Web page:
Hydrophobic self-assembly has been used to direct the synthesis of conjugated  and rotaxanes (20 and 21) in aqueous solution, by Glaser coupling a water-soluble alkyne 3 in the presence of a cyclophane 6. No rotaxanes were formed when cyclodextrins were used instead of the cyclophane. NMR and electrospray mass spectrometry were used to probe the binding properties of the stopper unit 3. NMR ring current shifts and NOEs show that the cyclophane 6 binds mainly to the terminal phenylene unit of 3. In solution cyclodextrins bind less strongly than the cyclophane, whereas in the gas-phase cyclodextrins bind more strongly. The water-soluble rotaxanes are fully characterised by electrospray mass spectrometry, NMR and UV-VIS emission/absorption. Both rotaxanes tend to fragment, by unthreading and by dumbbell-cleavage, during electrospray ionisation, particularly at high cone voltages. The insulation of the conjugated dumbbell inside the rotaxane results in increased fluorescence efficiency. Time-resolved fluorescence measurements show that these rotaxanes decompose during photolysis to give products with longer fluorescence lifetimes; the rate of this photodecomposition is slower for the rotaxane than for the naked dumbbell. The extension of this synthetic approach to larger polyrotaxanes was explored by coupling alkyne 3 and diethynylbenzene 2 in the presence of cyclophane 6; this gives some longer  and rotaxanes but higher polyrotaxanes are not formed.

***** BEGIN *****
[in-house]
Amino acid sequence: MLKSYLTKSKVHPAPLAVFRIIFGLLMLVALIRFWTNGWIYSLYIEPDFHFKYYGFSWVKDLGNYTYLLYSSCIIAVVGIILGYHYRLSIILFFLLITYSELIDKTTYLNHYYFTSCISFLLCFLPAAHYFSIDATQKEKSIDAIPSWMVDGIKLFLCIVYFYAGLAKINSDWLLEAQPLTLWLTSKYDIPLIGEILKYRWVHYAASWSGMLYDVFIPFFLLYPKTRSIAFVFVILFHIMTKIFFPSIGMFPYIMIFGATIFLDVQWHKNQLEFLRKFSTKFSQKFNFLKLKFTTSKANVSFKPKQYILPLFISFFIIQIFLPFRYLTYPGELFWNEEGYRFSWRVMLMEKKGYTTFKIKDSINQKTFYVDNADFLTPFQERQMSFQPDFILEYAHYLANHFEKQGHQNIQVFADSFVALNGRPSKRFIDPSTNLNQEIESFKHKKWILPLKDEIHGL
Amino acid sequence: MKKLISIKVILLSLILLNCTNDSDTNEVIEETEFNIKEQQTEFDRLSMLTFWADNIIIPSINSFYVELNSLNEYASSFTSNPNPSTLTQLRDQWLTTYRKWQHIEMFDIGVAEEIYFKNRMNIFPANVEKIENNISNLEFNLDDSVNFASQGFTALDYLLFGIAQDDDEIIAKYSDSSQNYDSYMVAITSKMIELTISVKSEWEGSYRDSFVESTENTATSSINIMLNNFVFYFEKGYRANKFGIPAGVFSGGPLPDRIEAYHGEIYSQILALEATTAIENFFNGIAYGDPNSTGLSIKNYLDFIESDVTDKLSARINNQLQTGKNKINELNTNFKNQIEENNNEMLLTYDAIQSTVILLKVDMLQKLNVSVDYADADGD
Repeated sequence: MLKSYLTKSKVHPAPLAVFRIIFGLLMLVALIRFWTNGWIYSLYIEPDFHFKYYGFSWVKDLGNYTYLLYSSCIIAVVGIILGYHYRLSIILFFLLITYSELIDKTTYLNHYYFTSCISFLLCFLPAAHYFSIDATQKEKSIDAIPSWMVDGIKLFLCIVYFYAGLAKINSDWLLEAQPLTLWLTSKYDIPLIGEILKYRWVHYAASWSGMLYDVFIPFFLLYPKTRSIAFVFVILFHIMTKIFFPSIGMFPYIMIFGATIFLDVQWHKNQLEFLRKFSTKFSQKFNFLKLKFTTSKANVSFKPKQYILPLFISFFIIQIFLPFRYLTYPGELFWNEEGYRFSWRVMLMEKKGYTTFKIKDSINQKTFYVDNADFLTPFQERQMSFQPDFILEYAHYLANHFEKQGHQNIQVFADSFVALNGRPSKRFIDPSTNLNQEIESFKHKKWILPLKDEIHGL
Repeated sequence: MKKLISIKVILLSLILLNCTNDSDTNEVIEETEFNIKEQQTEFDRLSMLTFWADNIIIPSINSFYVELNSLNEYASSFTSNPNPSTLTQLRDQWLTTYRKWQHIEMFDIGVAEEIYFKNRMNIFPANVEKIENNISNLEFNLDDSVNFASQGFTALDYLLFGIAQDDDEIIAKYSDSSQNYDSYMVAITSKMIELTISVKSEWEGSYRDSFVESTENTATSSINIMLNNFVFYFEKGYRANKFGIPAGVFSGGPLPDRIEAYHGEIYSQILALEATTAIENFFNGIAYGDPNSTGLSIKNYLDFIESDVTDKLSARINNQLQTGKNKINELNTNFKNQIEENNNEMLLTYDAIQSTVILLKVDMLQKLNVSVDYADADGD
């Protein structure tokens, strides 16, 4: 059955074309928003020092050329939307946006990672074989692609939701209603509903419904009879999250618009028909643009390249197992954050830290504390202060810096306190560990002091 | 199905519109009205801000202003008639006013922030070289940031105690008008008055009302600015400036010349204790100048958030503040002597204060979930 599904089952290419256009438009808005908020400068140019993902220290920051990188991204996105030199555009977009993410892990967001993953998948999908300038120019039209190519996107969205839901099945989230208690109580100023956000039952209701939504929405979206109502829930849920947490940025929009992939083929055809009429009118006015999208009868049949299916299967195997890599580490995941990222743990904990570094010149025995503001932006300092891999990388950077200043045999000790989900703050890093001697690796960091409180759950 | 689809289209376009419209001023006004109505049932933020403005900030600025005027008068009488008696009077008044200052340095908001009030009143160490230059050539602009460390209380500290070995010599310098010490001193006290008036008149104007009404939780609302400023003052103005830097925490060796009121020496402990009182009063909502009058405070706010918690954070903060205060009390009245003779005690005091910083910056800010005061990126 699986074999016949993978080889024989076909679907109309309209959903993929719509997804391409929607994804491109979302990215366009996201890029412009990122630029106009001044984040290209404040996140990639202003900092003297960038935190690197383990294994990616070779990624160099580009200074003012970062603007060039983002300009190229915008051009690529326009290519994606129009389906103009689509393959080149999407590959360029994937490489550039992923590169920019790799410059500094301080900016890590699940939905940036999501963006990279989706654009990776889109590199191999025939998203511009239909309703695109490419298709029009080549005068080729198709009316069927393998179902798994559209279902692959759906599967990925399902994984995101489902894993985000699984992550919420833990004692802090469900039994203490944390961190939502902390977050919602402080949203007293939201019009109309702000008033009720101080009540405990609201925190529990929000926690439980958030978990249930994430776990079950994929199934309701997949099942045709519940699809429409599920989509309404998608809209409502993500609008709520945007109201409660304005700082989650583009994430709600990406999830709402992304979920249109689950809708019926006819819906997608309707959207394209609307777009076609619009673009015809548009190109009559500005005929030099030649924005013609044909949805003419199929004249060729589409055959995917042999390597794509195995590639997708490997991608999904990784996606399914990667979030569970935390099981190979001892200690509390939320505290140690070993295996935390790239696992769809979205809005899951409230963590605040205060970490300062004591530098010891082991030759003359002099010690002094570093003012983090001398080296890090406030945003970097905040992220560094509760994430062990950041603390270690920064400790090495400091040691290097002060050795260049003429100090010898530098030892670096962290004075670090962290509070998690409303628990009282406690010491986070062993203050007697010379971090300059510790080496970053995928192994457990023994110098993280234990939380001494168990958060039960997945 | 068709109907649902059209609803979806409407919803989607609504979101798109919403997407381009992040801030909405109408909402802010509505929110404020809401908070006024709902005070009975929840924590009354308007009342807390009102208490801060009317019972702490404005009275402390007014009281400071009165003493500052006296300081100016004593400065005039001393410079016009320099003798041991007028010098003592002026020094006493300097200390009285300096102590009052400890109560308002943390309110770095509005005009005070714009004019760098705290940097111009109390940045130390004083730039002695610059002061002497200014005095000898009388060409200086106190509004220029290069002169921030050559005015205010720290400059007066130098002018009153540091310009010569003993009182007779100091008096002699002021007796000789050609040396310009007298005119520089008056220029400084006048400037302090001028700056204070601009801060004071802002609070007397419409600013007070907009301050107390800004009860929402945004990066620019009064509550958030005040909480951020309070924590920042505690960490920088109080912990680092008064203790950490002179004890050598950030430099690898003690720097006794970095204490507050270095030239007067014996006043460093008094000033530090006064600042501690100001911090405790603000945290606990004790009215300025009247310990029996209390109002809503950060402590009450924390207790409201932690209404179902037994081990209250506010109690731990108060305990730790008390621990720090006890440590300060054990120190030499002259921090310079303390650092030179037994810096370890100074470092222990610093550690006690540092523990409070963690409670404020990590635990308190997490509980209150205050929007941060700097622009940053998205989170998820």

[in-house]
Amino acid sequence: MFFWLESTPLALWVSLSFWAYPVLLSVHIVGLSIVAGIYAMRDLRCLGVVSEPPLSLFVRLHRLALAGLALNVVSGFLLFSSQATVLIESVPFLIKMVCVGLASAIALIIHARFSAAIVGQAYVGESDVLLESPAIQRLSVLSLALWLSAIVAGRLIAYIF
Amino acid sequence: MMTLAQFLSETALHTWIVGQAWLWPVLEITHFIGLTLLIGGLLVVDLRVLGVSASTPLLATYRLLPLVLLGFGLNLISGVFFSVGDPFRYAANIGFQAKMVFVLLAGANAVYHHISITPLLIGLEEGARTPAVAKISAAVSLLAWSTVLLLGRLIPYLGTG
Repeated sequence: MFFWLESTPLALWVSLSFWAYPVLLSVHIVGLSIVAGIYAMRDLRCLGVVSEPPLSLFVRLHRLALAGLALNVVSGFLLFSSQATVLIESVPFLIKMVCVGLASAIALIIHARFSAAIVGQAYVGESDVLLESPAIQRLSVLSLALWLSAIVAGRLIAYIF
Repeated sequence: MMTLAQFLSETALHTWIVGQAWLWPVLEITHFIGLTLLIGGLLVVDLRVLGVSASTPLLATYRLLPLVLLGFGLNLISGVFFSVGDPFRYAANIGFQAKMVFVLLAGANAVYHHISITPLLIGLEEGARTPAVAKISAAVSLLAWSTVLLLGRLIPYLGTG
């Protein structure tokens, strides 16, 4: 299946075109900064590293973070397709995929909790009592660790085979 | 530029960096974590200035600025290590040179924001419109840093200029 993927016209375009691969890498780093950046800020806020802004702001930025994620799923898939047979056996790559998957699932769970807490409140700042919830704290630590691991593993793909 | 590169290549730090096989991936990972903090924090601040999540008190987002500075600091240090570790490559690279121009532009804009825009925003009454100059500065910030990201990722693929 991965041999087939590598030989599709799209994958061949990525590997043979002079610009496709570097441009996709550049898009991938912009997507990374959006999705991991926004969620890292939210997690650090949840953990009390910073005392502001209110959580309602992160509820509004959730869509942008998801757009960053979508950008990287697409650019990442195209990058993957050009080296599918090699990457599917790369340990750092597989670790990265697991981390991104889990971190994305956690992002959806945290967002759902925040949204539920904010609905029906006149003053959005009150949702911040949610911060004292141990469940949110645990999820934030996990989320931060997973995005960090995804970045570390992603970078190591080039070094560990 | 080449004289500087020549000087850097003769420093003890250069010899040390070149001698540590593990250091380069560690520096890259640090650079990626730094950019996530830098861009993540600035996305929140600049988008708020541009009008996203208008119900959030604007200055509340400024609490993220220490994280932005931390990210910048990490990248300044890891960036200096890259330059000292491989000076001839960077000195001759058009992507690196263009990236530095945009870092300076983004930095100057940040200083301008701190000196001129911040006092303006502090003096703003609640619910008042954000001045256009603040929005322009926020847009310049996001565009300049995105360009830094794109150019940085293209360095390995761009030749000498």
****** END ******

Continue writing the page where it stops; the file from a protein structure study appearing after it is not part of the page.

|Number of pages||15|
|Journal||Journal of the Chemical Society - Perkin Transactions 1|
|Publication status||Published - Aug 7 1998|
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